Effect of Asimadoline, a Member of a New Medication Class, on Acute Attacks of Pain in Irritable Bowel Syndrome
The treatment of acute pain in patients with irritable bowel symptoms is suboptimal. This is a placebo controlled study of the on demand treatment of pain experienced over a 4 week period in patients with irritable bowel syndrome. Patients will record the severity of pain when they take the study medication and two hours later.
|Study Design:||Allocation: Randomized
Endpoint Classification: Efficacy Study
Intervention Model: Parallel Assignment
Primary Purpose: Treatment
|Official Title:||A Randomized, Double Blind, Parallel Group, Placebo-controlled Study to Evaluate the Effect of On-demand Treatment With Asimadoline in Patients With Irritable Bowel Syndrome Over 4 Weeks|
- Severity of abdominal pain 2 hours after treatment of pain
- Average pain reduction within 2 hours after first dose each day ( pain intensity on VAS before and two hours after the first dose on each day with at least moderate pain)
- The primary efficacy analysis includes all days with complete data sets for VAS before and two hours after intake of study medication and a before-treatment pain intensity of at least 30 mm on the VAS
- For each of these days the pain reduction of the first dose will be calculated: PID (pain intensity difference) = Pain2h ? Pain0h
- The average pain reduction on all these days will be calculated by: first, summing up all PID over the treatment period and second, dividing this result by the number of days with pain
- Maximum pain during each day
- Frequency of bowel movements (number)
- Consistency of bowel movements (Bristol stool scale)
- Ease of passage
- Adequate relief of IBS pain and
|Study Start Date:||January 2005|
|Study Completion Date:||March 2007|
|Primary Completion Date:||March 2007 (Final data collection date for primary outcome measure)|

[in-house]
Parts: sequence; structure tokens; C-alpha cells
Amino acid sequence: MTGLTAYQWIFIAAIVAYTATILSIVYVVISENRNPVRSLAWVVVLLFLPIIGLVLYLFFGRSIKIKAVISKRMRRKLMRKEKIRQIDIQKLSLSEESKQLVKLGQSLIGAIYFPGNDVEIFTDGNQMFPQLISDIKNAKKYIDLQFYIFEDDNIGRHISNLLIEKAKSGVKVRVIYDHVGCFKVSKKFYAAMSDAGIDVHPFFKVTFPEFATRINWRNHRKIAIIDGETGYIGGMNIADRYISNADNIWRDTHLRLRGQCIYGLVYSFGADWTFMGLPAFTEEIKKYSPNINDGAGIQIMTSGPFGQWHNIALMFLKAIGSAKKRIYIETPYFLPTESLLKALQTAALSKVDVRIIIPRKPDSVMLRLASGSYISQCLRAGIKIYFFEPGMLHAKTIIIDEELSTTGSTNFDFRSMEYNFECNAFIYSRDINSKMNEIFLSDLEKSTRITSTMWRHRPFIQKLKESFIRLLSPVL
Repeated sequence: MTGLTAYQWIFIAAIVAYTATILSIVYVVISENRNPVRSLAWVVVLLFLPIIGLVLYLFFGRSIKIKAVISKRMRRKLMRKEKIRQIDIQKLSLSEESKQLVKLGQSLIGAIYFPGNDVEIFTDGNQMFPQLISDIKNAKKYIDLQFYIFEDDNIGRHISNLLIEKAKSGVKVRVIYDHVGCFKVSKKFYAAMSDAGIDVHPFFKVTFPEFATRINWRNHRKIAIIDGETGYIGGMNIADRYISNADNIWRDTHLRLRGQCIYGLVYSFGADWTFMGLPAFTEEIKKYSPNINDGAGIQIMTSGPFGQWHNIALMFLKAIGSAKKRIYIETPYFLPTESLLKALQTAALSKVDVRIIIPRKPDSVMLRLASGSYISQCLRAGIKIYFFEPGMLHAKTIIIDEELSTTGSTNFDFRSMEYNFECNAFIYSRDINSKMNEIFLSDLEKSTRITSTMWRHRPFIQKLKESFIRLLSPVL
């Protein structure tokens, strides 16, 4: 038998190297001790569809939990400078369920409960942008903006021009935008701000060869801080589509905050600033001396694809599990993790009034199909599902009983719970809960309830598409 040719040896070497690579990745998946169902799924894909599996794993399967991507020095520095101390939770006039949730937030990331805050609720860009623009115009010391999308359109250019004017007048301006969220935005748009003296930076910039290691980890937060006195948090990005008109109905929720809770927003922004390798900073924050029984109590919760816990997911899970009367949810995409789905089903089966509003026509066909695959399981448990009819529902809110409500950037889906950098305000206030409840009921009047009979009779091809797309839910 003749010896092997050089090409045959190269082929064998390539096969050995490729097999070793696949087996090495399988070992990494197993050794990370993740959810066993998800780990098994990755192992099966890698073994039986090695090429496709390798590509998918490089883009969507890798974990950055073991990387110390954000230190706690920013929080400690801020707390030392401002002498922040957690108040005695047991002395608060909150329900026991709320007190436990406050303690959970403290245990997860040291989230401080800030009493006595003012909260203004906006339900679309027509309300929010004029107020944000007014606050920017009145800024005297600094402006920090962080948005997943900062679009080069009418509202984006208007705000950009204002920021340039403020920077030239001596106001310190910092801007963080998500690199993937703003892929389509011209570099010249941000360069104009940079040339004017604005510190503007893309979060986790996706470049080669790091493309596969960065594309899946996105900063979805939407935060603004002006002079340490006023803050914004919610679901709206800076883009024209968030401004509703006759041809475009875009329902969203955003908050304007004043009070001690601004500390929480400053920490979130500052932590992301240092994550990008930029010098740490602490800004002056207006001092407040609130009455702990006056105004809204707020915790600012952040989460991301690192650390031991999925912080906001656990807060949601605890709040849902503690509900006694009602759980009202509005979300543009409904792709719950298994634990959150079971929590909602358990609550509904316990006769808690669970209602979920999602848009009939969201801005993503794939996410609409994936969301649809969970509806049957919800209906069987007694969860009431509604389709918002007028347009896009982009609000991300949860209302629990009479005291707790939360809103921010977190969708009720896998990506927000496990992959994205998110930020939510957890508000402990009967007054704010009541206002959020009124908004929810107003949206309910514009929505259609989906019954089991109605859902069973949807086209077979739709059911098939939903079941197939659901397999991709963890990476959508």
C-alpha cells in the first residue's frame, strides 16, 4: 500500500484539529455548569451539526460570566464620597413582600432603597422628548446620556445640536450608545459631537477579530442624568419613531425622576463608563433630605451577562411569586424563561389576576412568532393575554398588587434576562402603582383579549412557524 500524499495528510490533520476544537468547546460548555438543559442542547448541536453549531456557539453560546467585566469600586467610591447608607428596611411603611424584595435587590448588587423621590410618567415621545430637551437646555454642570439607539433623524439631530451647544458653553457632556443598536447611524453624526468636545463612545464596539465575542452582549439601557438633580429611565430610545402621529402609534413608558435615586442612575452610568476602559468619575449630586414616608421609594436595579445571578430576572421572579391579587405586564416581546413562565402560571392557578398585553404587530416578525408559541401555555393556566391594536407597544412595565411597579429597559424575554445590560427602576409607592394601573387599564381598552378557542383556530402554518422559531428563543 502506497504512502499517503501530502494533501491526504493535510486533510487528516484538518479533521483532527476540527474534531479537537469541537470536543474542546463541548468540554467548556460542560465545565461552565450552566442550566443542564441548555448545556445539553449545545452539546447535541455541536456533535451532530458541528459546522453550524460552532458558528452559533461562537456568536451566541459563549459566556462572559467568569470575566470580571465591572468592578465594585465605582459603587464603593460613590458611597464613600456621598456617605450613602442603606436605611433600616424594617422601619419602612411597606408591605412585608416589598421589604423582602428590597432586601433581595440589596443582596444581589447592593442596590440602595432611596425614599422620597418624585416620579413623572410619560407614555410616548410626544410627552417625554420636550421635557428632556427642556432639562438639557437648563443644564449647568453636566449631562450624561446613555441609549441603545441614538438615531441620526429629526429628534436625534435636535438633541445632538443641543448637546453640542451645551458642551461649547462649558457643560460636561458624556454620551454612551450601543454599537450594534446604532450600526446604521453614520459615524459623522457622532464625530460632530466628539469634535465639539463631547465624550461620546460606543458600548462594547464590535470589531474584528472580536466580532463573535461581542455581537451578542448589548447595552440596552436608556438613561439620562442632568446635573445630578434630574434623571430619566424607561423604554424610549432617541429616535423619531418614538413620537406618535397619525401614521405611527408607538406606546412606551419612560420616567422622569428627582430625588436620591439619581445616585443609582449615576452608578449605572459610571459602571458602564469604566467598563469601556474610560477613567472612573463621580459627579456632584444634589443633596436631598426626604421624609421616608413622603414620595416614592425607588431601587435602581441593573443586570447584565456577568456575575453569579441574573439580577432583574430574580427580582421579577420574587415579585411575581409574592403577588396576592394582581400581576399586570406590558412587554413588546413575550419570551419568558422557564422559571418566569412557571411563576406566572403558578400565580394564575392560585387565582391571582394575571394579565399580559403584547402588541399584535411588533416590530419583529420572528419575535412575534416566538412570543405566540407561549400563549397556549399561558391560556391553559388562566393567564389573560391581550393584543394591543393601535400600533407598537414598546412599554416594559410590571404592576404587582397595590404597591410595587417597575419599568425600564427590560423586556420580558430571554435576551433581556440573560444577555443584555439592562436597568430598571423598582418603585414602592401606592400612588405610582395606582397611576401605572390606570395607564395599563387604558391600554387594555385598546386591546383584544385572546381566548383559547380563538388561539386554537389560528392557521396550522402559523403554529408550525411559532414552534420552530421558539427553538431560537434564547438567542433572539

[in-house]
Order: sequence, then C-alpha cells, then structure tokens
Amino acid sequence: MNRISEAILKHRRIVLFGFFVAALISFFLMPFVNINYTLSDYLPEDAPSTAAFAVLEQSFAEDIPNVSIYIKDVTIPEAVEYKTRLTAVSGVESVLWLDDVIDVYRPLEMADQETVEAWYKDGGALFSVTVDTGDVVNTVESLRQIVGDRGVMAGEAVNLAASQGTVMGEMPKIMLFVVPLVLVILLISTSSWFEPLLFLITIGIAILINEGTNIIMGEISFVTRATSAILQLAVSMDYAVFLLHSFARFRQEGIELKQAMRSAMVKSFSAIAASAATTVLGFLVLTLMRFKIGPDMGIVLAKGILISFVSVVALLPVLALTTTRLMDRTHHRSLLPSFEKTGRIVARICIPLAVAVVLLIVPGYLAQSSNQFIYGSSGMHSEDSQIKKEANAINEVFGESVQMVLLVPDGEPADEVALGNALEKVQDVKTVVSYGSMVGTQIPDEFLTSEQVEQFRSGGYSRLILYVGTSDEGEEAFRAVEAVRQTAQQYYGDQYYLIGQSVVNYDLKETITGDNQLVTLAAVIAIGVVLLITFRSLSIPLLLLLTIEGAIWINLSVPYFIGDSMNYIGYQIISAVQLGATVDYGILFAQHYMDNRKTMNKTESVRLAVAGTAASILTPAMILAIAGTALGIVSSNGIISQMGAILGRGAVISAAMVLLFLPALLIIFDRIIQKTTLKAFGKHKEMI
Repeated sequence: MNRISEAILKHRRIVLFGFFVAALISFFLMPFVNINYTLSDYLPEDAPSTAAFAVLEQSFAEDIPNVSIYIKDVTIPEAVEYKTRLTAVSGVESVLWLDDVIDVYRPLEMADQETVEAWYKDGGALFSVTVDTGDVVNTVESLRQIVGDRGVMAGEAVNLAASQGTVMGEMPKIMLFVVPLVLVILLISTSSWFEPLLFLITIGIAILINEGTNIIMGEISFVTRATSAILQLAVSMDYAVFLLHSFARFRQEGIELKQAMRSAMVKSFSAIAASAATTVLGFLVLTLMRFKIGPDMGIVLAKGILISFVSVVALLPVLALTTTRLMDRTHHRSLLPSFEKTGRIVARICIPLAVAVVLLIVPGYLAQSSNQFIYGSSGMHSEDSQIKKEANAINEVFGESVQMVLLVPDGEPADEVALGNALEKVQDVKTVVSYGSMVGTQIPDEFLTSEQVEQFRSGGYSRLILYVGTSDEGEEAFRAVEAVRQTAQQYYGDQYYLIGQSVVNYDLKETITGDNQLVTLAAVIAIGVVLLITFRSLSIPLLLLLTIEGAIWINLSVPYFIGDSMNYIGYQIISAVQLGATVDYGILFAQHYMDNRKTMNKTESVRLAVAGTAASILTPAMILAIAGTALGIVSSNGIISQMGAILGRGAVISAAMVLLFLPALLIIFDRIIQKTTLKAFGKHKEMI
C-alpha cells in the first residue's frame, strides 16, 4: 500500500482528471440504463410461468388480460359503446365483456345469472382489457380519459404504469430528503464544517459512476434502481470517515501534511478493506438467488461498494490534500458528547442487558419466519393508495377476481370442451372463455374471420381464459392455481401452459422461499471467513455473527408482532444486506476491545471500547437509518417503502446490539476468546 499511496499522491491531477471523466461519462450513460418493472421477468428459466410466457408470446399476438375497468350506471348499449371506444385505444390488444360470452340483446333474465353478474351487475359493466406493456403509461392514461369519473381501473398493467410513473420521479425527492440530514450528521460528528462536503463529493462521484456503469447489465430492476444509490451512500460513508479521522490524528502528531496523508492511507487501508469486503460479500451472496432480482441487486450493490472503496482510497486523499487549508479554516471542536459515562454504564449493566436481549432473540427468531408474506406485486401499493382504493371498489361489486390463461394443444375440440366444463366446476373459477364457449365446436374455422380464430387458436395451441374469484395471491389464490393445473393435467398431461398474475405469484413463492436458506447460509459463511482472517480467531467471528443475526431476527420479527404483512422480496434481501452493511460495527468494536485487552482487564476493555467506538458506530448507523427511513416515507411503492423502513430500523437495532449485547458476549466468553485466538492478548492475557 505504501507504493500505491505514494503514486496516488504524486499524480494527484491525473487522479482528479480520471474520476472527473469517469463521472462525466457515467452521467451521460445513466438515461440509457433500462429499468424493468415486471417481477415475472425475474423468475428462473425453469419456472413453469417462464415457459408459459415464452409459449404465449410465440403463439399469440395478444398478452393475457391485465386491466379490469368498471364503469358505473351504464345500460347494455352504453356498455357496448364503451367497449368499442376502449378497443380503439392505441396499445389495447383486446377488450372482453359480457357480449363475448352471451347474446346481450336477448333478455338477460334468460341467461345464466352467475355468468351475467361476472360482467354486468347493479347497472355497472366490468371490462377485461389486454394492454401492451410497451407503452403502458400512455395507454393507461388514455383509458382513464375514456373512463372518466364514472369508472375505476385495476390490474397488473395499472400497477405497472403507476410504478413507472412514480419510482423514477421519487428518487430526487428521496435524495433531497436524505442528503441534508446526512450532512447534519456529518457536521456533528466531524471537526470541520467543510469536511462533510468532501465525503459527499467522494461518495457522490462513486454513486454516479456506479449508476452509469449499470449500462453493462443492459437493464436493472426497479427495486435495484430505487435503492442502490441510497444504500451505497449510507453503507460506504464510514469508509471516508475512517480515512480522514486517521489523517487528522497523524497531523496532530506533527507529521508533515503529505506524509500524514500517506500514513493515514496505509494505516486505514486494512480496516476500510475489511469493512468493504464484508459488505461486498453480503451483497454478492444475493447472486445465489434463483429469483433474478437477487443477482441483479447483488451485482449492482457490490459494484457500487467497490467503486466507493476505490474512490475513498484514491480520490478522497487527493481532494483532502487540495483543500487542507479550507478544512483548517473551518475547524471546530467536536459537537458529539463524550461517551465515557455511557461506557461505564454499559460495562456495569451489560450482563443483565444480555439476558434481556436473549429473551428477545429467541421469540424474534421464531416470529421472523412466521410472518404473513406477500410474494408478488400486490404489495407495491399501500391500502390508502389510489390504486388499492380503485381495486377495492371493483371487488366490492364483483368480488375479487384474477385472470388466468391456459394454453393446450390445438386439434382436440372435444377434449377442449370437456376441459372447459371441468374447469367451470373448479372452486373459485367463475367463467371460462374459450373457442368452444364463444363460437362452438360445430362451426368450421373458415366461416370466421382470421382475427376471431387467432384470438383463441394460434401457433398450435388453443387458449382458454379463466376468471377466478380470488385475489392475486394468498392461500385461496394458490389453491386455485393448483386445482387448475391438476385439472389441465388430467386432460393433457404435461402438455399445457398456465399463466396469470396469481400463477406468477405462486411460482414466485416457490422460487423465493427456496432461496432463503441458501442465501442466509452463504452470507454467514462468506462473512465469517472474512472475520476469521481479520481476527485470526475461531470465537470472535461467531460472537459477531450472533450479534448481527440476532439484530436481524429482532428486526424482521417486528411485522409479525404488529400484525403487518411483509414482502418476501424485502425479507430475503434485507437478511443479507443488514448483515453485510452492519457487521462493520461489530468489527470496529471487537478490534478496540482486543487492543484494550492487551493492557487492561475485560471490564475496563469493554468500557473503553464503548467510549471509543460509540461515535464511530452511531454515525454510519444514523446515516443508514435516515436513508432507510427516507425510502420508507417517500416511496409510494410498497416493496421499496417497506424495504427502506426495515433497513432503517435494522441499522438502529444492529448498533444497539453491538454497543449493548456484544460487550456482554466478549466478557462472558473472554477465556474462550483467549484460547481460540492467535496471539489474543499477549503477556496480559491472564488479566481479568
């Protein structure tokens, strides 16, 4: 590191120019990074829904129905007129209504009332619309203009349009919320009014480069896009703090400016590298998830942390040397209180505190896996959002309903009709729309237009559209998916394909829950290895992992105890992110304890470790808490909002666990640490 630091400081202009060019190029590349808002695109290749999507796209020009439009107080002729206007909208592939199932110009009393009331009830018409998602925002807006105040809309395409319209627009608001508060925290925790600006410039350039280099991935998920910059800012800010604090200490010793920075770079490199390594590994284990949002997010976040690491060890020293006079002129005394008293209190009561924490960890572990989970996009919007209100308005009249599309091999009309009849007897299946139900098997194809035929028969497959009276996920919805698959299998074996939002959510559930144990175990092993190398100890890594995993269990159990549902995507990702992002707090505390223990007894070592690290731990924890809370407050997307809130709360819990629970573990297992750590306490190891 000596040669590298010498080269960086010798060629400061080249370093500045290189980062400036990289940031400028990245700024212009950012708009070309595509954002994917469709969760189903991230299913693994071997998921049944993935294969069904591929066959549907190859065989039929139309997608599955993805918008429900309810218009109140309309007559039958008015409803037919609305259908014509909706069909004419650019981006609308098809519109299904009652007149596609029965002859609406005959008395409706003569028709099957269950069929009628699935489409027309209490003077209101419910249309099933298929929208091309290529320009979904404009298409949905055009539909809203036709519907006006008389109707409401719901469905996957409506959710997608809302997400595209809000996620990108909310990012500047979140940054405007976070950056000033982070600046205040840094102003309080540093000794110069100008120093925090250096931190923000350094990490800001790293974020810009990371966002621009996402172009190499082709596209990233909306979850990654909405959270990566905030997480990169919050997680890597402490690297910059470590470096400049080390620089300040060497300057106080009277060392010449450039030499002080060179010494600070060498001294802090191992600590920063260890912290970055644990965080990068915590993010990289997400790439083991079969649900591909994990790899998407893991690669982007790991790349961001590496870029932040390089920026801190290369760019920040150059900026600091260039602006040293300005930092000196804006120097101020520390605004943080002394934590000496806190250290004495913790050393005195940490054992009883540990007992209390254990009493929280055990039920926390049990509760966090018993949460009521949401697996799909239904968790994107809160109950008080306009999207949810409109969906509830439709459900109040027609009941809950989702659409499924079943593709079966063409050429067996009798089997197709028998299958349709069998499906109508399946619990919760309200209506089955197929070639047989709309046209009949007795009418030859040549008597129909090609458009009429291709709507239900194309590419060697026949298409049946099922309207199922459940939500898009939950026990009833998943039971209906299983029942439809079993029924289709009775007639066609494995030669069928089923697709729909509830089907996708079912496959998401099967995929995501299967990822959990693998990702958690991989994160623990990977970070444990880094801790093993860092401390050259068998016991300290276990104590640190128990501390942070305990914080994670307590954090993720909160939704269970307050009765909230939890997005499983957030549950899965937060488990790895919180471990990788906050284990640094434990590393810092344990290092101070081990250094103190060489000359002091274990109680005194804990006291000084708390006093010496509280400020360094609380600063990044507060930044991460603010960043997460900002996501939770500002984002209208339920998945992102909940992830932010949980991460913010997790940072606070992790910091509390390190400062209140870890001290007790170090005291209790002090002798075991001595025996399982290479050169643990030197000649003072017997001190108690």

Asimadoline reduces visceral sensitivity in experimental animal models and has been tested for its effects on gastric sensorimotor function in healthy individuals. It reduces pain sensation in response to distensions that correspond to pressures frequently encountered in the human colon. However, the effects on improvement of pain and gastrointestinal symptoms in individuals with irritable bowel syndrome (IBS) are unclear.
The kappa opioid agonist, Asimadoline, reduces pain and discomfort and decreases gastrointestinal symptoms in participants with IBS.
Aim The aim is to compare the effects of Asimadoline (0.5 mg p.r.n, up to 1mg q.i.d.) and placebo on pain and discomfort and other gastrointestinal symptoms in patients with IBS.
This is a phase IIB, single center, randomised, double-blind, placebo controlled study of the treatment of pain and discomfort associated with IBS in which study medication or placebo will be administered as required for the relief of these symptoms up to 2 tablets, 4 times per day. After a 2-week run-in period to characterize the nature, frequency and severity of pain to ensure eligibility for the study, participants will treat these pain episodes as the need arises but with strict recommendations on how to self-administer the medication (number, time interval etc?) over a period of 4 weeks. No other pain medications will be permitted during these first 6 weeks (2 weeks run-in, 4 weeks of randomized treatment). During the study, patients will collect daily data which will characterize their pain and other symptoms of IBS, and adequate relief of pain/discomfort. The participants will also keep track of their symptoms and any medications used during a two week observation period after the last dose of medication. A blood sample will be taken and DNA extracted to assess whether IBS patients have single nucleotide polymorphisms in the gene for the kappa receptor.
Anticipated Results and Future Directions:
We anticipate demonstrating that exacerbations of pain in IBS can be effectively reduced by intermittent treatment with the medication, asimadoline. This study will provide preliminary data that will then be used to estimate the sample size required for a phase III program of trials in several centers.
Please refer to this study by its ClinicalTrials.gov identifier: NCT00955994
|United States, Minnesota|
|Rochester, Minnesota, United States, 55905|